Did you involve any other stakeholders in the campaign?
Bubala: We are a network of national, regional, and international NGOs, and we brought in a number of our members to plan and formulate the various submissions and engagements with government. We tried to be as participatory as possible. Even before the COVID-19 pandemic, some Forum members were already supporting commercial utilities, for example, by providing the necessary water treatment chemicals. They are particularly involved in devising strategies to support utilities. Other members helped share the work with partners and on other platforms. Going forwards, we would like to have a bit more engagement with the public and raise awareness as much as we can.
How would you characterize the changes in the sector so far? What are you most optimistic about?
Bubala: It’s very significant, being able to have the conversation around accountability where debt is concerned. This is a big win for us. We’ve also become a recognised voice, with the national assembly asking us to contribute to the conversation around this key governance issue. That relationship is something to harness to help effect change.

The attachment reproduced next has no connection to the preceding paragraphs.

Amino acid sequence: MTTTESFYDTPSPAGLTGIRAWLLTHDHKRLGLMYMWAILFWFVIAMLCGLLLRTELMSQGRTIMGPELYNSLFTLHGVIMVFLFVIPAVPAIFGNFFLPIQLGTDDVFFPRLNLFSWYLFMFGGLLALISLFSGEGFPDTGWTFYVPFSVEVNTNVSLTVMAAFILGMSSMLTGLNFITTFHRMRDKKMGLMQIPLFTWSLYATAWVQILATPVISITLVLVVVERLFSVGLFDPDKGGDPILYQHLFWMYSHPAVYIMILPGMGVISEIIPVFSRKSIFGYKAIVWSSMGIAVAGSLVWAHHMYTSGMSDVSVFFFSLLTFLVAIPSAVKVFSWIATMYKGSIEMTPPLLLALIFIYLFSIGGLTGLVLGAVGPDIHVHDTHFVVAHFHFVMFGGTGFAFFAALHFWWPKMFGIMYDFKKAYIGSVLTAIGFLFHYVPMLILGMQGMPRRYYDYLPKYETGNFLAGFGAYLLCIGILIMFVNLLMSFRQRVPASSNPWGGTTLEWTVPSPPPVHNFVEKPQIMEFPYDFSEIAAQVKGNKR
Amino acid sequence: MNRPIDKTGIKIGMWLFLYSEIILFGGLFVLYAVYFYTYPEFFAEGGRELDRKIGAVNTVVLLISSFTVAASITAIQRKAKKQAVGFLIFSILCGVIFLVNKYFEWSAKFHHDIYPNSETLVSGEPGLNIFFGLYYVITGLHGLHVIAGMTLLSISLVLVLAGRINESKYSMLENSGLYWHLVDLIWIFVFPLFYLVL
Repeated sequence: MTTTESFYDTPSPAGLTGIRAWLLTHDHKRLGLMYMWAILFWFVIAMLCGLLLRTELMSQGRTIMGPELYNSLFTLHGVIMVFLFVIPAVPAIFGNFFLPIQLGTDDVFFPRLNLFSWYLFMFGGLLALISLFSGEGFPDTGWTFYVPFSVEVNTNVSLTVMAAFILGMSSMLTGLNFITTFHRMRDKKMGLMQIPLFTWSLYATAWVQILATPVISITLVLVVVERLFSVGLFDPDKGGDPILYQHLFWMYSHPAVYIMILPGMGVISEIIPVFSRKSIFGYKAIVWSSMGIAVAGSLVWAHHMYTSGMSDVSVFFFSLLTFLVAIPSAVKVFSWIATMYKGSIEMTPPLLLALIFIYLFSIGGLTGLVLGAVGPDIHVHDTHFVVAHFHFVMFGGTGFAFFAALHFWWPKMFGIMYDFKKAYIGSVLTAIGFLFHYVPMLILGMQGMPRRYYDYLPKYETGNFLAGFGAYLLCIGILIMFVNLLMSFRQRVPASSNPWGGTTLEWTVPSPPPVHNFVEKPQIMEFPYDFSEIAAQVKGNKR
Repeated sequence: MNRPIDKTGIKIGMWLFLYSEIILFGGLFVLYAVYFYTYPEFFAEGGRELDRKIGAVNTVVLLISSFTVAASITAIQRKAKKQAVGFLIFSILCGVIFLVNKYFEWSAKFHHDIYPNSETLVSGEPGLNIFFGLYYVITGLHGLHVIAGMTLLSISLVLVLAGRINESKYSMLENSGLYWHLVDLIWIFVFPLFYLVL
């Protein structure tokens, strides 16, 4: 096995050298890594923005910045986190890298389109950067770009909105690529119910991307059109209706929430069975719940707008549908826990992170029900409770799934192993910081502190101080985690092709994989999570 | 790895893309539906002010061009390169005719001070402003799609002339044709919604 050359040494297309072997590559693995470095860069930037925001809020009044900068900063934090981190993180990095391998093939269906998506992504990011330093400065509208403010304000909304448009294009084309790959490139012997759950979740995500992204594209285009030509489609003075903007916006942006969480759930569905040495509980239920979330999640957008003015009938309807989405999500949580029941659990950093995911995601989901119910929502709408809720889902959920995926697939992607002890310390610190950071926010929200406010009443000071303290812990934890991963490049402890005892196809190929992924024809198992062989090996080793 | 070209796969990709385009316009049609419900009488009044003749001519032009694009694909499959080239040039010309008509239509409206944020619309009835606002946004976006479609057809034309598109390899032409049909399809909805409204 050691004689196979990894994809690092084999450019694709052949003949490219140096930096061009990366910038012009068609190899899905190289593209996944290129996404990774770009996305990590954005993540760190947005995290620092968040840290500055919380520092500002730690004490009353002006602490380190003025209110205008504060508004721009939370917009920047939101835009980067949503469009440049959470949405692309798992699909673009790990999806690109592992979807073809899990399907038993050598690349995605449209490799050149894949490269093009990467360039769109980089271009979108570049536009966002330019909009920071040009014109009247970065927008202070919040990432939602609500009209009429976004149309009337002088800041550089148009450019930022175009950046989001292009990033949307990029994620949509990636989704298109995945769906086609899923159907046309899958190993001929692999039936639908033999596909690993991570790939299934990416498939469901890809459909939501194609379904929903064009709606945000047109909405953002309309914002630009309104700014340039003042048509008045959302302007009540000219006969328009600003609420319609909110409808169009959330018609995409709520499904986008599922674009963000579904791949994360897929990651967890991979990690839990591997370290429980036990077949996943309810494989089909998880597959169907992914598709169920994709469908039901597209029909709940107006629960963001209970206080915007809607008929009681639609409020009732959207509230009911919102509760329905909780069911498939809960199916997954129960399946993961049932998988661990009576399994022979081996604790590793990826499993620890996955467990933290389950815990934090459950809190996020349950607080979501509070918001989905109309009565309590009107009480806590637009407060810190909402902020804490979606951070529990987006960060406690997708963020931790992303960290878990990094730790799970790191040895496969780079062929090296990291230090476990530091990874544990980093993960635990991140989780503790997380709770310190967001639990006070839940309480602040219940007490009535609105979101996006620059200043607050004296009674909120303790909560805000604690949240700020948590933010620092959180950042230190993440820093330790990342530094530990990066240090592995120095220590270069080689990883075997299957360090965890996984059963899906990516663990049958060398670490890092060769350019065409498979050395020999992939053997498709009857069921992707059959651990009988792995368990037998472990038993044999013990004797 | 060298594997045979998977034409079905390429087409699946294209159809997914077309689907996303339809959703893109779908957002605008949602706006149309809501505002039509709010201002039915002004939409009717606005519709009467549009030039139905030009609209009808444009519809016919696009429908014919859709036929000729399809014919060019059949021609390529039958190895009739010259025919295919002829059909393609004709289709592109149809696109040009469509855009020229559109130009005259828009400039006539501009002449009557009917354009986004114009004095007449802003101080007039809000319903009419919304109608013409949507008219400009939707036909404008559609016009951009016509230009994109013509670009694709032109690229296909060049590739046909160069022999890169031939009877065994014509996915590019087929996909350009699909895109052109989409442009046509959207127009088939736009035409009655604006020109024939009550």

Moving forwards, we hope to see some big improvements and policy changes to strengthen governance in the sector. In terms of leadership, we were sorry to see the Minister of Water Development move to the Ministry of Health but it is valuable that we now have a WASH ambassador in the health sector. We see a great opportunity for him to champion some of our causes. At a recent courtesy meeting, the new Minister of Water Development, Sanitation, and Environmental Protection, the Honourable Raphael Nakachinda, has demonstrated good leadership and a willingness to collaborate with the Forum. We see potential to collaborate with the government and continue to strengthen the sector.
Thank you Bubala for your insight on the campaign and all the best going forward!
Bubala Muyovwe is a health psychologist, soon-to-be lawyer, and a human rights activist. She is the National Coordinator of the Zambia NGO WASH Forum. She has worked for 10 years in the water and sanitation sector in Zambia to influence policy and practice through advocacy.
SWIM (Solutions for Water Integrity and Management) is an NGO based in Dresden, Germany, working for a world in which every person has unconditional, conflict-free access to water and sanitation.